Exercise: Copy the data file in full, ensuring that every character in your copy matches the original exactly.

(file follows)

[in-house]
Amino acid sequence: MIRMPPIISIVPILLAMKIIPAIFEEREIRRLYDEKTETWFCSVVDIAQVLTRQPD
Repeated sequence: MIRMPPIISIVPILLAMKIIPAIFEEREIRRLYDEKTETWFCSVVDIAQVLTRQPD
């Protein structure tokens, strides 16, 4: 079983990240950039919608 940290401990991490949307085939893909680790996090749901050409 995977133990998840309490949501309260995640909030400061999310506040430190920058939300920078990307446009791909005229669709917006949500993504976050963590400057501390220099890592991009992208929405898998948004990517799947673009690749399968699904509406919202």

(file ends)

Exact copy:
[in-house]
Amino acid sequence: MIRMPPIISIVPILLAMKIIPAIFEEREIRRLYDEKTETWFCSVVDIAQVLTRQPD
Repeated sequence: MIRMPPIISIVPILLAMKIIPAIFEEREIRRLYDEKTETWFCSVVDIAQVLTRQPD
């Protein structure tokens, strides 16, 4: 079983990240950039919608 940290401990991490949307085939893909680790996090749901050409 995977133990998840309490949501309260995640909030400061999310506040430190920058939300920078990307446009791909005229669709917006949500993504976050963590400057501390220099890592991009992208929405898998948004990517799947673009690749399968699904509406919202």